While everyone else turns their focus to Valentine’s Day each February, elementary schoolteachers and many families know the *real* star this month is Kindergarten registration.

Each elementary school in Pembina Trails School Division holds an annual kindergarten info night (click here for a full list) for parents whose little ones will begin school this fall. These info nights present excellent opportunities for nervous parents to become more familiar with the school and the system – and for teachers and their future students to make first connections. This year, they’ll all be held virtually… but the people will still be there, enthusiasm in tow!

Are you ready for your child to go to school?

I’ll be the first to admit it: as a parent, it’s tough to accept that your baby (wait! it seems she was just a baby five minutes ago! what’s going on?!) is reaching this huge milestone.

Wistful emotional moments aside, I had some advantages when my eldest daughter entered kindergarten. My academic and professional background as both an elementary school teacher and an early childhood educator meant I understood the process. I had all the developmental checklists. I had worked with all kinds of little ones, and knew what they needed to facilitate their learning.

But I wasn’t prepared for my own fear.

I doubted my parenting, and wondered whether my husband (also a teacher!) and I had done enough to prepare our wee girl for school. I tortured myself thinking she was doomed by our inadequate preparation.

I think all parents suffer through this to some degree. It’s difficult to let our babies go, and school gives us yet another front to worry about.

If this is you, know you’re not alone. And there’s a whole community of us around you to help.

Helping your child be ready, too

In the six months between now and the new school year, there’s lots parents and Early Childhood Educators can do to prepare your child and make the transition to kindergarten smooth sailing.

  • Build their independence and their confidence. Encouraging them to do things for themselves shows you believe in them. If your child can put on their own socks, zip up their own coat, load dishes into the dishwasher… have them do it! Home responsibility lists are helpful for parents who are not sure what they can expect of their child at any given age.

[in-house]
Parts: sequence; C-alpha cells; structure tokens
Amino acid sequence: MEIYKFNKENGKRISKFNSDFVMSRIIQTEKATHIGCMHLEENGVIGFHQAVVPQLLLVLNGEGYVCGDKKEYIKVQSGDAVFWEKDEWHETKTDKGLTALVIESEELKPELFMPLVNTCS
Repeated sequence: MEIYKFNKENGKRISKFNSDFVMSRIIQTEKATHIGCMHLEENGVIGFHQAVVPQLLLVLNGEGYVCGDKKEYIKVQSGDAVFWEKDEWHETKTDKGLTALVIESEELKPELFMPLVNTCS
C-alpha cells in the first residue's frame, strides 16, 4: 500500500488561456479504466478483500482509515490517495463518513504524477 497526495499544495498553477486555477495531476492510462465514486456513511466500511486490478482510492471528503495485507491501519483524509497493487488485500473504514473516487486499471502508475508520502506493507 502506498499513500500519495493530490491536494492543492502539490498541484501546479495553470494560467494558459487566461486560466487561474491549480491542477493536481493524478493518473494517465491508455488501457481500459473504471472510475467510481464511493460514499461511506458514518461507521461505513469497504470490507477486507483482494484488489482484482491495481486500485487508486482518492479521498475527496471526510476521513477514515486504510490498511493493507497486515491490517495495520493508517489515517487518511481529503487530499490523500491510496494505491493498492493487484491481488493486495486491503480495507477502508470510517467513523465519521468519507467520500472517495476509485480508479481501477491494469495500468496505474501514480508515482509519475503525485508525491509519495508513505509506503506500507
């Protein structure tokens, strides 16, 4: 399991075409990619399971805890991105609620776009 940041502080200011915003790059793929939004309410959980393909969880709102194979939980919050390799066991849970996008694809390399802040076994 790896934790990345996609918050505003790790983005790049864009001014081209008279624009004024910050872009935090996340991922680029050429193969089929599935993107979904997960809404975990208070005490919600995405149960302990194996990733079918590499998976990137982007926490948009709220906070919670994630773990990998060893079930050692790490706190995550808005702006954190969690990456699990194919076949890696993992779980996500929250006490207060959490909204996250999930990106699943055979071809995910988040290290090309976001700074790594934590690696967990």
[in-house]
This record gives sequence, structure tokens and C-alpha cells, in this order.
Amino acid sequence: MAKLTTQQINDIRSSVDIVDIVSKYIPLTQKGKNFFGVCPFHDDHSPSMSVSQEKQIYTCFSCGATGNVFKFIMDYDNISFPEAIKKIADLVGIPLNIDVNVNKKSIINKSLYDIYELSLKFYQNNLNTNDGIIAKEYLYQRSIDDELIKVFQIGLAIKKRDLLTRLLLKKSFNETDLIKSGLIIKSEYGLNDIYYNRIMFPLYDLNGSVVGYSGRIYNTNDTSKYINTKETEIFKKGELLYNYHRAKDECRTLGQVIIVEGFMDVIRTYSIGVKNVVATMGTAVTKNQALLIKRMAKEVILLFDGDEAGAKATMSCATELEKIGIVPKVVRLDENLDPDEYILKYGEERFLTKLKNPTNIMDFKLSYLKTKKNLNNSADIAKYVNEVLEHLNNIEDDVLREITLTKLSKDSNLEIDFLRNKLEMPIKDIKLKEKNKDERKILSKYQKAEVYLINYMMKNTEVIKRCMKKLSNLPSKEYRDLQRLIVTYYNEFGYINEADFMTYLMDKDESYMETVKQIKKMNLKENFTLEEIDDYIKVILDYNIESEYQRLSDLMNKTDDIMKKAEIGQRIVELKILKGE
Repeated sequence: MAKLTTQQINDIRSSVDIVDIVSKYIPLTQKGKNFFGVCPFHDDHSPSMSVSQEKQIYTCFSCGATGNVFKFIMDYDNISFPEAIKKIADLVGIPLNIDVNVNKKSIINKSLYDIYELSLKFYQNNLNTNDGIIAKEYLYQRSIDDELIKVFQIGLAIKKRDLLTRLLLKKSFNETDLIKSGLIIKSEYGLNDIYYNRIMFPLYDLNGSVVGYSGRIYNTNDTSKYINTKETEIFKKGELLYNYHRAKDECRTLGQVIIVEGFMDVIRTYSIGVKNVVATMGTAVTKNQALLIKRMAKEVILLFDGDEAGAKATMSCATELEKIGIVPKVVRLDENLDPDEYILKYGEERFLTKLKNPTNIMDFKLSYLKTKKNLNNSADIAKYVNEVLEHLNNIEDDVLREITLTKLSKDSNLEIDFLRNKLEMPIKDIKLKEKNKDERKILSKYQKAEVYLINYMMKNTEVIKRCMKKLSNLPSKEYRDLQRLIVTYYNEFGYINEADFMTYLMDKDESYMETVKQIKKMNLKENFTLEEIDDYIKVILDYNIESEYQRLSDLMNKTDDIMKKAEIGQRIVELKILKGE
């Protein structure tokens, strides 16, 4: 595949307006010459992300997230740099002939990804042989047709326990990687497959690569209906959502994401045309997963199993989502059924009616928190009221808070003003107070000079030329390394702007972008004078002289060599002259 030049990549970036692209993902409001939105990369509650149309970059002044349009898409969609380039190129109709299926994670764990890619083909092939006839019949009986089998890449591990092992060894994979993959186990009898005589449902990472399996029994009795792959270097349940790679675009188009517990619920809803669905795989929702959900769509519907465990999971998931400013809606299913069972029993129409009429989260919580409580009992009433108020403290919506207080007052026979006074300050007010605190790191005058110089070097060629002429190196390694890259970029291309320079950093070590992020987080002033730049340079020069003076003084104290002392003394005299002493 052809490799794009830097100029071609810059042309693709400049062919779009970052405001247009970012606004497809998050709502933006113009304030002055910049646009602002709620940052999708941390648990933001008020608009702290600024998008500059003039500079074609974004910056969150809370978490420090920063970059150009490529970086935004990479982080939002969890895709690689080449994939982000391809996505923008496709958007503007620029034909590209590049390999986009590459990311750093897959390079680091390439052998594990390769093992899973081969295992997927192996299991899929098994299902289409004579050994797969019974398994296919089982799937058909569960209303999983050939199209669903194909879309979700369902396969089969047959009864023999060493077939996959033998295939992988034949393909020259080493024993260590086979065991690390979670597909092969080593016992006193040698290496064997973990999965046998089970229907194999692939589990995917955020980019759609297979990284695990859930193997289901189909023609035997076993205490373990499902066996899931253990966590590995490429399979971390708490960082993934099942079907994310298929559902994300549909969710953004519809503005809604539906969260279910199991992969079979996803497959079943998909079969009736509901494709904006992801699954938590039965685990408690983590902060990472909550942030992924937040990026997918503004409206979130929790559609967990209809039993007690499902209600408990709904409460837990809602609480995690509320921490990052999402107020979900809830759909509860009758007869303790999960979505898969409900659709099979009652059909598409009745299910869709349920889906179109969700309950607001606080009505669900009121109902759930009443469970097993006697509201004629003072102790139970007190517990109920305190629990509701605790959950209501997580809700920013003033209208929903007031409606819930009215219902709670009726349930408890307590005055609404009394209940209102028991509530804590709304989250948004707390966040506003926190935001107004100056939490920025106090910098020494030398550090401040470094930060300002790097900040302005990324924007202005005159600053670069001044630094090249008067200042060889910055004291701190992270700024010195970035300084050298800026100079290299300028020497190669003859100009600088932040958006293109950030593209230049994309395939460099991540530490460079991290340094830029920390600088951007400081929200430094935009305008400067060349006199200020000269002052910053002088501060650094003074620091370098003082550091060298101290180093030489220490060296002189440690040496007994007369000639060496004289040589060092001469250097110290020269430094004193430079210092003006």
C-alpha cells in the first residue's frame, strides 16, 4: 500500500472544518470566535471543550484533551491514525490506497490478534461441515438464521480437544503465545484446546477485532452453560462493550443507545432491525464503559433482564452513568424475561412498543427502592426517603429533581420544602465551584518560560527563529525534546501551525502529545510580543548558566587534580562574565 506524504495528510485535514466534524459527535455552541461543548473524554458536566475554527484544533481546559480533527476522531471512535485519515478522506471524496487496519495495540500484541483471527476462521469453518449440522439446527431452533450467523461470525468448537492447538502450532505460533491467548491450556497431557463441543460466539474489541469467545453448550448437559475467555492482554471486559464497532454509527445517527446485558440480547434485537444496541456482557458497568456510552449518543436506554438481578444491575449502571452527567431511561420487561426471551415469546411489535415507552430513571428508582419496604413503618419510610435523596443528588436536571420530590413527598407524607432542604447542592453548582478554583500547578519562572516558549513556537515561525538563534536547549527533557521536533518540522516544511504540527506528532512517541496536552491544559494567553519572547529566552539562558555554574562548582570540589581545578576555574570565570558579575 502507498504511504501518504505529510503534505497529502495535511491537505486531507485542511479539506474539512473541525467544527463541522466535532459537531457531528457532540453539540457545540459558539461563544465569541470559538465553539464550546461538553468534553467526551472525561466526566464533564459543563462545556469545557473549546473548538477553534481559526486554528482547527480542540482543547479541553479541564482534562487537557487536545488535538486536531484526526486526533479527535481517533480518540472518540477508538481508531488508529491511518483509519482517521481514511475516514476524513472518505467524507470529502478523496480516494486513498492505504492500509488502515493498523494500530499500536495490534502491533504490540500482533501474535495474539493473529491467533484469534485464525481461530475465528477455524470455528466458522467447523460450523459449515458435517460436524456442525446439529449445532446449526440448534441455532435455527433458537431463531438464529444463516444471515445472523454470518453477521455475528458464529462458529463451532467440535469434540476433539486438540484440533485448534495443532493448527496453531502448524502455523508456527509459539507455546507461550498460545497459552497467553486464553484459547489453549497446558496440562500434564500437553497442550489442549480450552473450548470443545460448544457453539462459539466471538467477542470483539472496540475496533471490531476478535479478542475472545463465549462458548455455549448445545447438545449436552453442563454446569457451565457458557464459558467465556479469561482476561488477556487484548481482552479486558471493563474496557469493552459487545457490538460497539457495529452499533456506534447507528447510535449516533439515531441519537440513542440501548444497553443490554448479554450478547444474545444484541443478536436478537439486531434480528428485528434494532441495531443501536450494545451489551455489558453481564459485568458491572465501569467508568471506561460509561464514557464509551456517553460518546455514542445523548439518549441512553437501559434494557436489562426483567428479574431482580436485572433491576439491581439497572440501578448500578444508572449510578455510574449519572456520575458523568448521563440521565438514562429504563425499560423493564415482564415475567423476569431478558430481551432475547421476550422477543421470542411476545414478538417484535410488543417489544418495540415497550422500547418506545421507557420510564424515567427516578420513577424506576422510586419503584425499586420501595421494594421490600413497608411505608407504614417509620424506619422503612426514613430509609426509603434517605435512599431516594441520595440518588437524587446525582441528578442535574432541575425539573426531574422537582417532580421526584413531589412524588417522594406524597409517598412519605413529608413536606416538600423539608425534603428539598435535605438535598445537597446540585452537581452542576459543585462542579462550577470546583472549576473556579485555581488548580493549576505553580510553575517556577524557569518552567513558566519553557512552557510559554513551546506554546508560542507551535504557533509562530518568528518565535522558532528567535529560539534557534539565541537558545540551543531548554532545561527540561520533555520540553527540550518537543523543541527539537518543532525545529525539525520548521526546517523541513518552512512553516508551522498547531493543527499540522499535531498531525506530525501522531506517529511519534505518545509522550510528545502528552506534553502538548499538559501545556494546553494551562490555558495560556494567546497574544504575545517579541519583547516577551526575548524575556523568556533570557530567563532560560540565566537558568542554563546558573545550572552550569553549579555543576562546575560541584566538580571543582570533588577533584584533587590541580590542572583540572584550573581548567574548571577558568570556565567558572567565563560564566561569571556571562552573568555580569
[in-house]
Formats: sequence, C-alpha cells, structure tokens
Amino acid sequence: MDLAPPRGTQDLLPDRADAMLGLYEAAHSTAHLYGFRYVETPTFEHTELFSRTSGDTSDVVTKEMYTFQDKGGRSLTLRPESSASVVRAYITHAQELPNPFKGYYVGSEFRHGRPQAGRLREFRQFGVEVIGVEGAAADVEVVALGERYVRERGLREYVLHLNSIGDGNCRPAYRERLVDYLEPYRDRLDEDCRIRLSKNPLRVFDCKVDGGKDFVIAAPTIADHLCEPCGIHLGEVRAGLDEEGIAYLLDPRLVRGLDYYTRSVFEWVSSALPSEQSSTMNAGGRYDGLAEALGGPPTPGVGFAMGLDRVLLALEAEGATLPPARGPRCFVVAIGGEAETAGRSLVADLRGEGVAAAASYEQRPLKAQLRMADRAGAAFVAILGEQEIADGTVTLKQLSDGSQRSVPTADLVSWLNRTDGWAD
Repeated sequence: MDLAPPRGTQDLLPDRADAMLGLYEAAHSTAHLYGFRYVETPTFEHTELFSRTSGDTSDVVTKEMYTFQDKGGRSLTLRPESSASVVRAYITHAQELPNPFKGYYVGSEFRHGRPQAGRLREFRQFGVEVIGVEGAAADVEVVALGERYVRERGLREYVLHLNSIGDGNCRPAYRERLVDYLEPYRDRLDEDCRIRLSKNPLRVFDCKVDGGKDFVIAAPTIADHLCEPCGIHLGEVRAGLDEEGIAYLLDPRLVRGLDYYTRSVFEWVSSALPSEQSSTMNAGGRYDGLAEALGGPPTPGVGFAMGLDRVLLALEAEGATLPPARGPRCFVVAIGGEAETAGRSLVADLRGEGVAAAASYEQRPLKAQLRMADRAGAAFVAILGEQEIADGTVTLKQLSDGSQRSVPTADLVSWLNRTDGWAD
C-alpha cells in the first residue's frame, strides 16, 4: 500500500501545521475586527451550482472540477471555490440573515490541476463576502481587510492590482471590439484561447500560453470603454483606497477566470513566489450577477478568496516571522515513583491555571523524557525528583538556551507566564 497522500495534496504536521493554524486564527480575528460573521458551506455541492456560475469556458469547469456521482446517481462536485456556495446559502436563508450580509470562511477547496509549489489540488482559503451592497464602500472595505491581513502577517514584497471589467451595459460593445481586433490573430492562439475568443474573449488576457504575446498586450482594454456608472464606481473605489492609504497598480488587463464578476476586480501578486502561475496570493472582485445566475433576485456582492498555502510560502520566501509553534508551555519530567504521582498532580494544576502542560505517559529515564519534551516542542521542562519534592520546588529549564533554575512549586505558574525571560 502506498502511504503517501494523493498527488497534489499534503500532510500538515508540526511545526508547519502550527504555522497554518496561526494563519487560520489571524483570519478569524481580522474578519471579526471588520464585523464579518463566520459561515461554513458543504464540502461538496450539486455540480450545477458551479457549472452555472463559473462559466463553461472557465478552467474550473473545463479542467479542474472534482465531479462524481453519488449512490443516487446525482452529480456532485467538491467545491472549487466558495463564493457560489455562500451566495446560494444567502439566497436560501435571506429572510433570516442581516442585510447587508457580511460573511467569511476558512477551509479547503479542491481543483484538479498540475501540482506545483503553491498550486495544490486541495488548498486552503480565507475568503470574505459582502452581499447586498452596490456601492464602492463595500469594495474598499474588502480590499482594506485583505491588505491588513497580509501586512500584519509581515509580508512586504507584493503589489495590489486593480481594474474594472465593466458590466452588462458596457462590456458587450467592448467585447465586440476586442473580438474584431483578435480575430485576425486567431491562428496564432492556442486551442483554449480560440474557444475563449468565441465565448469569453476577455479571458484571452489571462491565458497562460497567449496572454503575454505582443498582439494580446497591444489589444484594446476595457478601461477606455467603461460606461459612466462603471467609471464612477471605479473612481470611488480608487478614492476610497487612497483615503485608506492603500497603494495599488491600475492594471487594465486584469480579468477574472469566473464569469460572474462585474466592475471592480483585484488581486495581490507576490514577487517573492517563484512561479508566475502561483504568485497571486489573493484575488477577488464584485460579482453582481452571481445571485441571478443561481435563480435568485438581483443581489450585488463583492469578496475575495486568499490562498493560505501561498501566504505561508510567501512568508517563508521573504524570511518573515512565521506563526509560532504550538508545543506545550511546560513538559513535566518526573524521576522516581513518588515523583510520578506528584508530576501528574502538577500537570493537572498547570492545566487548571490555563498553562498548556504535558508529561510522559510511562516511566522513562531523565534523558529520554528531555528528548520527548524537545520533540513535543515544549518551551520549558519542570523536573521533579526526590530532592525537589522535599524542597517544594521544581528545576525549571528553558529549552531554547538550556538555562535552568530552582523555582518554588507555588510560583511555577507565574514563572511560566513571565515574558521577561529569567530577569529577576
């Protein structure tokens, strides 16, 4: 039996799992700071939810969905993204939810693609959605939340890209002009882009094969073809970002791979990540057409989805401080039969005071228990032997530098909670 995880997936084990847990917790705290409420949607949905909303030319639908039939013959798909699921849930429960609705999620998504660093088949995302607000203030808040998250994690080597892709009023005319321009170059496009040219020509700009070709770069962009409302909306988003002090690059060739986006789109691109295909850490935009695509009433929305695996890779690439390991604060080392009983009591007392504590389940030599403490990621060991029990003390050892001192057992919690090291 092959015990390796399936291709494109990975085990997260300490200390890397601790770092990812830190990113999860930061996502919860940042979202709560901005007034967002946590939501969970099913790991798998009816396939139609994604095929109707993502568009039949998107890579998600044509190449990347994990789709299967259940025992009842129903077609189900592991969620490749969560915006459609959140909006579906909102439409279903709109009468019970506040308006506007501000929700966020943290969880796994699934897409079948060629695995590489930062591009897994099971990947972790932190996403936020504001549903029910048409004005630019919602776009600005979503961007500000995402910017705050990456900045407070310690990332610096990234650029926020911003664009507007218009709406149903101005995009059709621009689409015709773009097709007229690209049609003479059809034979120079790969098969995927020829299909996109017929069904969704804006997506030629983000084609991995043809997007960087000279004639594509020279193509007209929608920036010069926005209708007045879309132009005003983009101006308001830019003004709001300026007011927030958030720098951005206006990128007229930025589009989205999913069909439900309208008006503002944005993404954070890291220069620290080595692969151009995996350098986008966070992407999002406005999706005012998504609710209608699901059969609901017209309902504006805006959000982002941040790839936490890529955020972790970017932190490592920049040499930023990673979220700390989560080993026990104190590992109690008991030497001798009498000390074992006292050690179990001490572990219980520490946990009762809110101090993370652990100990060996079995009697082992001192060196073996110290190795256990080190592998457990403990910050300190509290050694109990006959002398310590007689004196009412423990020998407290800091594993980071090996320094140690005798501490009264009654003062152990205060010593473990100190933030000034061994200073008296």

• Less screens, more play. Encourage whole mind/whole body play, to keep your child learning with all their senses. Even quality screen content (of which there is lots!) can lead children to become passive about learning over time.  
  • Spend time outdoors with your child each day. Experts recommend at least one hour per day, but more is better. For more ideas, see the 1000 hour challenge.
  • Make suppertime a daily ritual for conversation and sharing. This helps build healthy eating habits, better family connections, and important social skills they’ll need in school.
  • Encourage your child to notice things around them (street signs, seasonal changes, letters on license plates, logos on restaurants, etc.) A game of I Spy can keep even long car rides fun. 
  • Expose your child to the arts (clay, music, poetry, painting….). Give them access to (rounded) scissors, glue and loose materials so they can invent and build… and actively build alongside them. You’ll show them what lifelong learning looks like.
  • Consult a kindergarten readiness checklist to learn which skills your child is capable of developing – but don’t let it stress you out. Many of the tasks are simple to work on, such as how to properly hold a pencil, identify their own name, or count to 10. Every little bit helps.   
  • Register your child in a preschool program or run your house like one. Centres like Brightling Childcare Academy are designed and equipped to promote learning and prepare children for school through a play-based curriculum. Preschool for even a few days each week can move your child along in kindergarten readiness.
  • Allow your child to feel and express all their feelings. While we want our kids to be happy all the time, this is the real world – and that is impossible. Learning to deal with disappointment and manage their emotions is an important stage in a child’s development, and is a key step to being ready for kindergarten. Support your child to help them through the emotions – and be steadfast. Don’t give in just to end a tantrum: as tough as it can be to watch, they have to learn there are limits. You can find more about this through the Circle of Security International
  • Understand that feeling secure in their relationship with you is the most important factor in determining your child’s future successThe Attachment Network of Manitoba has developed amazing resources for parents. 
  • Be honest and ask for support early. Our schools offer incredible access to experts and resources for children who need extra help – but your little one’s teachers may not recognize your child’s needs right away. If you feel your little learner may need support, or you are uncertain about some aspect of their development, reach out. At Brightling, we work with parents, teachers and specialists to help children achieve their potential – but it’s important that you reach out to your child’s school directly. Childcare centres are bound by privacy laws, and can’t discuss your child’s needs without you.

Nothing in my professional life brings me more joy than supporting families, teachers, ECEs or anyone who wants to talk about children and their education. Please feel free to reach out to me any time. You’ve got this!